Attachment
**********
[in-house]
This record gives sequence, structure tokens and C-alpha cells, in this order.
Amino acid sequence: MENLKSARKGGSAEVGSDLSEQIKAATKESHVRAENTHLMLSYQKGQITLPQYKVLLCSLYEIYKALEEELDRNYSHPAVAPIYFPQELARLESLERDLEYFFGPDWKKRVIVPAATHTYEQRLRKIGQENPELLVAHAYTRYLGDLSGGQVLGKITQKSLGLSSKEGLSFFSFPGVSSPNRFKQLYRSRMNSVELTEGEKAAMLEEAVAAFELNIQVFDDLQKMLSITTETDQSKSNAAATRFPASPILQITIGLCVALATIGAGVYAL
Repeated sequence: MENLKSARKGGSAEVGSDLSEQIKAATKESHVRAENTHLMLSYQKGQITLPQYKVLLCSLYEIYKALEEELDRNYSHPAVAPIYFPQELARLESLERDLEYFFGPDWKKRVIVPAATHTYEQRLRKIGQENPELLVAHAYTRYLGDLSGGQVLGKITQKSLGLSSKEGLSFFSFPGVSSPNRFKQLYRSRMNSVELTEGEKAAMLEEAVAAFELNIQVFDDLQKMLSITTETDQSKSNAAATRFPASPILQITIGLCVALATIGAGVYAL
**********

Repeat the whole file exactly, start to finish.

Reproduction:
[in-house]
This record gives sequence, structure tokens and C-alpha cells, in this order.
Amino acid sequence: MENLKSARKGGSAEVGSDLSEQIKAATKESHVRAENTHLMLSYQKGQITLPQYKVLLCSLYEIYKALEEELDRNYSHPAVAPIYFPQELARLESLERDLEYFFGPDWKKRVIVPAATHTYEQRLRKIGQENPELLVAHAYTRYLGDLSGGQVLGKITQKSLGLSSKEGLSFFSFPGVSSPNRFKQLYRSRMNSVELTEGEKAAMLEEAVAAFELNIQVFDDLQKMLSITTETDQSKSNAAATRFPASPILQITIGLCVALATIGAGVYAL
Repeated sequence: MENLKSARKGGSAEVGSDLSEQIKAATKESHVRAENTHLMLSYQKGQITLPQYKVLLCSLYEIYKALEEELDRNYSHPAVAPIYFPQELARLESLERDLEYFFGPDWKKRVIVPAATHTYEQRLRKIGQENPELLVAHAYTRYLGDLSGGQVLGKITQKSLGLSSKEGLSFFSFPGVSSPNRFKQLYRSRMNSVELTEGEKAAMLEEAVAAFELNIQVFDDLQKMLSITTETDQSKSNAAATRFPASPILQITIGLCVALATIGAGVYAL